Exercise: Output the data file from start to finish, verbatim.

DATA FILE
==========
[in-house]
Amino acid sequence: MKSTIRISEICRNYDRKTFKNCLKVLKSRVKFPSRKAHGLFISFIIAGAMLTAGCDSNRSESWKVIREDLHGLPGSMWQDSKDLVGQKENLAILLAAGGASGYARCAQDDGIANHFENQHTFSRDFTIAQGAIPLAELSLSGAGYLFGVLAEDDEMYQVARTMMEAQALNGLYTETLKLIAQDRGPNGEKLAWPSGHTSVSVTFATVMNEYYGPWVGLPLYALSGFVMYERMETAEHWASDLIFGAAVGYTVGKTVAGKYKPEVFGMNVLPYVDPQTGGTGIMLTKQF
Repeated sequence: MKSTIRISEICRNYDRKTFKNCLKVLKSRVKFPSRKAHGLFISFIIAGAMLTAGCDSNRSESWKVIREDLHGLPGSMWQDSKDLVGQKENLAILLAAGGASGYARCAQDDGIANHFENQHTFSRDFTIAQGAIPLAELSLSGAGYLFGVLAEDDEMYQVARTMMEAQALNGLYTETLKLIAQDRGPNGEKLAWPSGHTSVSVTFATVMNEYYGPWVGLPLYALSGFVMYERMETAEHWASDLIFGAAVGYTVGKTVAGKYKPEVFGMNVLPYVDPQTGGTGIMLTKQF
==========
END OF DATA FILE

[in-house]
Amino acid sequence: MKSTIRISEICRNYDRKTFKNCLKVLKSRVKFPSRKAHGLFISFIIAGAMLTAGCDSNRSESWKVIREDLHGLPGSMWQDSKDLVGQKENLAILLAAGGASGYARCAQDDGIANHFENQHTFSRDFTIAQGAIPLAELSLSGAGYLFGVLAEDDEMYQVARTMMEAQALNGLYTETLKLIAQDRGPNGEKLAWPSGHTSVSVTFATVMNEYYGPWVGLPLYALSGFVMYERMETAEHWASDLIFGAAVGYTVGKTVAGKYKPEVFGMNVLPYVDPQTGGTGIMLTKQF
Repeated sequence: MKSTIRISEICRNYDRKTFKNCLKVLKSRVKFPSRKAHGLFISFIIAGAMLTAGCDSNRSESWKVIREDLHGLPGSMWQDSKDLVGQKENLAILLAAGGASGYARCAQDDGIANHFENQHTFSRDFTIAQGAIPLAELSLSGAGYLFGVLAEDDEMYQVARTMMEAQALNGLYTETLKLIAQDRGPNGEKLAWPSGHTSVSVTFATVMNEYYGPWVGLPLYALSGFVMYERMETAEHWASDLIFGAAVGYTVGKTVAGKYKPEVFGMNVLPYVDPQTGGTGIMLTKQF